How to Carve a Turkey
“They made us many promises, more than I can remember, but they never kept but one; they promised to take our land, and they took it.”
As winter moves closer and people around the country sit down to eat Thanksgiving dinner, the fight on the Standing Rock Reservation against the Dakota Access Pipeline continues as fiercely as ever. We’ve collected some links and resources for how you can support the resistance.
The easiest way to support from afar is to send money to the different camps. Money donations allow them to sustain the resistance by getting ready for the winter and buying what they need when they need it. You can send money directly via Paypal to the Oceti Sakowin Camp and the Sacred Stone Camp. The Sacred Stone Camp has also set up both a GoFundMe for general support and a Legal Defense Fund. You can support the Red Warrior Camp by donating to its Indiegogo campaign, and the High Star Resistance Camp via their Gofundme.
The police retaliation against the resistance has been brutal. Water cannons were used against protesters in subfreezing temperatures, and projectiles in the form of tear gas canisters, rubber bullets, and concussion grenades have been hurled at protesters, causing over 300 injuries, dozens of them very severe. The Standing Rock Medic and Healer Council’s volunteers are providing vital medical assistance, and you can support their work by buying something off their Amazon wishlist.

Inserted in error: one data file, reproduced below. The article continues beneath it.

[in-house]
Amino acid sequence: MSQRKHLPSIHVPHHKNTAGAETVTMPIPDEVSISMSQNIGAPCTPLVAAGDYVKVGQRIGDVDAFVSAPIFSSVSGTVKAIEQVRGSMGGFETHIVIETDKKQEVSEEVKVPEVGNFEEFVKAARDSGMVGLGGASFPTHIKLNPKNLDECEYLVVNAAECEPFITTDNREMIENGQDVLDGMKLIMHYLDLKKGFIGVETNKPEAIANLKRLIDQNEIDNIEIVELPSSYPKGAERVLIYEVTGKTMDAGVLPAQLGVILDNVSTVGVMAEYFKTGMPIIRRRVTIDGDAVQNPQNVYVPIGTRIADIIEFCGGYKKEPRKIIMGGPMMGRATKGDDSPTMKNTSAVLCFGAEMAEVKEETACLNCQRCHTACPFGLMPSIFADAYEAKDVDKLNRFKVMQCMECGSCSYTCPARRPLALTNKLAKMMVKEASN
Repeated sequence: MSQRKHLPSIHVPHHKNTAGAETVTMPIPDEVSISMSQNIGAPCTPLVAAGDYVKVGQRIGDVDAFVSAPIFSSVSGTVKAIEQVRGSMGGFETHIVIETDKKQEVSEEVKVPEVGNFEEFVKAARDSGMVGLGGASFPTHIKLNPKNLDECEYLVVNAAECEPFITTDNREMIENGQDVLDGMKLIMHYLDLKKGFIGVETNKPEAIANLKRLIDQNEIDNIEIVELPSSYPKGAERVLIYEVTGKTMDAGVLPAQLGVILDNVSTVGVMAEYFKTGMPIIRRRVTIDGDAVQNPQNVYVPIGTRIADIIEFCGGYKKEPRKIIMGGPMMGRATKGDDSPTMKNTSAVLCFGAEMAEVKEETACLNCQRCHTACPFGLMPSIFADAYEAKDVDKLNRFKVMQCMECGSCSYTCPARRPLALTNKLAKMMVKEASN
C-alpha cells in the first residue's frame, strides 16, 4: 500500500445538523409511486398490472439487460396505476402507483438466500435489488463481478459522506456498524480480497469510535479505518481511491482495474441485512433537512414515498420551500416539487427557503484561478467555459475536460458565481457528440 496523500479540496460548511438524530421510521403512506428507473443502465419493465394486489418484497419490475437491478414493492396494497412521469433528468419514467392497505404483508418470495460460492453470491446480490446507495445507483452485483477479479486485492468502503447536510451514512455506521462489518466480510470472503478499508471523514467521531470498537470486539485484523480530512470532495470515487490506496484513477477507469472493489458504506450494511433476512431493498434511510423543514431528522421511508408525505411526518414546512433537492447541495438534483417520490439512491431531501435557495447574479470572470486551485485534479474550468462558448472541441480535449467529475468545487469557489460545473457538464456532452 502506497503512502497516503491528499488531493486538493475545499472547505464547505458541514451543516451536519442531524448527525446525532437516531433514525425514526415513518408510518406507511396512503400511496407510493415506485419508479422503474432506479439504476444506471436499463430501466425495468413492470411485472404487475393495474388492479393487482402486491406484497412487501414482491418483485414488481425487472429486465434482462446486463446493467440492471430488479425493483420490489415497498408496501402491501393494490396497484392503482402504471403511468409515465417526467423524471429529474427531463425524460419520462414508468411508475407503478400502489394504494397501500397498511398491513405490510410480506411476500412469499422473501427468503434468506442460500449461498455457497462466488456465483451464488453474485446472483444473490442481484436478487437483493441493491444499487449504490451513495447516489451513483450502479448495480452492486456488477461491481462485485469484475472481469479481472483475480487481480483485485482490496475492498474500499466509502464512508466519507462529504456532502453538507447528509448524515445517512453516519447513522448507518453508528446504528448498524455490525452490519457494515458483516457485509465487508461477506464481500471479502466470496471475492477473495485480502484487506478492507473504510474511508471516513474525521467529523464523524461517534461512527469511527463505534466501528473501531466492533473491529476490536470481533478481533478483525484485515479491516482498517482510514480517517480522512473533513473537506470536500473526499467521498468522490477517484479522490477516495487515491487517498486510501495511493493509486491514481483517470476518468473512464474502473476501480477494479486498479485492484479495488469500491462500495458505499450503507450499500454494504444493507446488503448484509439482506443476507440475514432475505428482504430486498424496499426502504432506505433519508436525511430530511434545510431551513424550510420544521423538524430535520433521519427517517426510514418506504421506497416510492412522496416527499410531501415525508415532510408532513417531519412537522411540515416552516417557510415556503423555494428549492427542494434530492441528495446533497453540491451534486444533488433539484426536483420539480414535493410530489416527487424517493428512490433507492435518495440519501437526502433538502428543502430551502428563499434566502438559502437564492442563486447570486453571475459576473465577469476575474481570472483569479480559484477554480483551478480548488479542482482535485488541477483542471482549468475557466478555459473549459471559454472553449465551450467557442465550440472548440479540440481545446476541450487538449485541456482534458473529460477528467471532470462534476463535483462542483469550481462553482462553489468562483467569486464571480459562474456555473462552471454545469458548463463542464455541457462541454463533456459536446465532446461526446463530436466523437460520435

You might already own something that’s needed at the camps: winter gear, bulk food supplies, wood, blankets, poles, and other winter-worthy things. Check the list of supplies needed at the Sacred Stone and Oceti Sakowin camps, and ship or deliver them to the addresses provided. Sacred Stone also has their own Amazon wishlist.
One of the things that’s urgently needed is a four-wheel drive pickup truck. If you own one you’d like to donate, you can email firstname.lastname@example.org.
If you’re able to go, a great way to support is to travel to Standing Rock and join the resistance against the DAPL and the police who protect it. If you’re planning to go, read up on how to prepare on the Sacred Stone Camp’s FAQ and the Oceti Sakowin Camp’s About page.
Help spread the word by liking support pages and sharing their posts. The algorithms powering our feeds often only display the things we share if many others like or share them too, so asking your friends to help spread the word directly impacts how many people are exposed to your posts.
In conclusion, a few words Leah Donnella wrote on NPR.org:
“As resistance to the Dakota Access Pipeline in Standing Rock, N.D., concludes its seventh month, two narratives have emerged:
- We have never seen anything like this before.
- This has been happening for hundreds of years.
Both are true. The scope of the resistance at Standing Rock exceeds just about every protest in Native American history. But that history itself, of indigenous people fighting to protect not just their land, but the land, is centuries old.
Over the weekend, the situation at Standing Rock grew more contentious. On Sunday night, Morton County police sprayed the crowd of about 400 people with tear gas and water as temperatures dipped below freezing.
But the resistance, an offspring of history, continues.”